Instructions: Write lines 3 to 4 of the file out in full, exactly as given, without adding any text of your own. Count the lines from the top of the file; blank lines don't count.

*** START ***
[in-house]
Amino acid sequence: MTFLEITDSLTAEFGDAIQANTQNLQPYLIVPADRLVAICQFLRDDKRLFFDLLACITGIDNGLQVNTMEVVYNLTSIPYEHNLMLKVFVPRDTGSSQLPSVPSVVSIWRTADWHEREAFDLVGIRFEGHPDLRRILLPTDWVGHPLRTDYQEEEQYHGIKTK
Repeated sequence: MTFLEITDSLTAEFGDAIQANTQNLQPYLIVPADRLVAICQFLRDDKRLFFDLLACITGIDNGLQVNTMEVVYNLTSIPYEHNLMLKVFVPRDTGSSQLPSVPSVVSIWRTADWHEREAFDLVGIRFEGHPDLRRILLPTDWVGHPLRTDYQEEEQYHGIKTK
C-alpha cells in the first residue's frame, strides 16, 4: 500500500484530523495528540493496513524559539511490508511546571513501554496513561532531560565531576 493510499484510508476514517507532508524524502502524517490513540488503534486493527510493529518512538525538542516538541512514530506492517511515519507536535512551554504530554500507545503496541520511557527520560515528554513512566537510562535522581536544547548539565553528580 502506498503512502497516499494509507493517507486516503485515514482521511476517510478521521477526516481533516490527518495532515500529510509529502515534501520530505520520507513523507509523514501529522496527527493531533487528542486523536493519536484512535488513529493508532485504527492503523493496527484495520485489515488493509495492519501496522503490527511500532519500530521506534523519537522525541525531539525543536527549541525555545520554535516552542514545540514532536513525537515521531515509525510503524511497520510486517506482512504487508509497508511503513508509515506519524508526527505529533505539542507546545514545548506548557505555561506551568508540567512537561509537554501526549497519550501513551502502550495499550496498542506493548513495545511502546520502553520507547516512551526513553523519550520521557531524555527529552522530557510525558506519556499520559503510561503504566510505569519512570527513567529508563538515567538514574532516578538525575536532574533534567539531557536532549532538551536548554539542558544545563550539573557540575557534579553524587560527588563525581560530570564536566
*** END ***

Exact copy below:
Repeated sequence: MTFLEITDSLTAEFGDAIQANTQNLQPYLIVPADRLVAICQFLRDDKRLFFDLLACITGIDNGLQVNTMEVVYNLTSIPYEHNLMLKVFVPRDTGSSQLPSVPSVVSIWRTADWHEREAFDLVGIRFEGHPDLRRILLPTDWVGHPLRTDYQEEEQYHGIKTK
C-alpha cells in the first residue's frame, strides 16, 4: 500500500484530523495528540493496513524559539511490508511546571513501554496513561532531560565531576 493510499484510508476514517507532508524524502502524517490513540488503534486493527510493529518512538525538542516538541512514530506492517511515519507536535512551554504530554500507545503496541520511557527520560515528554513512566537510562535522581536544547548539565553528580 502506498503512502497516499494509507493517507486516503485515514482521511476517510478521521477526516481533516490527518495532515500529510509529502515534501520530505520520507513523507509523514501529522496527527493531533487528542486523536493519536484512535488513529493508532485504527492503523493496527484495520485489515488493509495492519501496522503490527511500532519500530521506534523519537522525541525531539525543536527549541525555545520554535516552542514545540514532536513525537515521531515509525510503524511497520510486517506482512504487508509497508511503513508509515506519524508526527505529533505539542507546545514545548506548557505555561506551568508540567512537561509537554501526549497519550501513551502502550495499550496498542506493548513495545511502546520502553520507547516512551526513553523519550520521557531524555527529552522530557510525558506519556499520559503510561503504566510505569519512570527513567529508563538515567538514574532516578538525575536532574533534567539531557536532549532538551536548554539542558544545563550539573557540575557534579553524587560527588563525581560530570564536566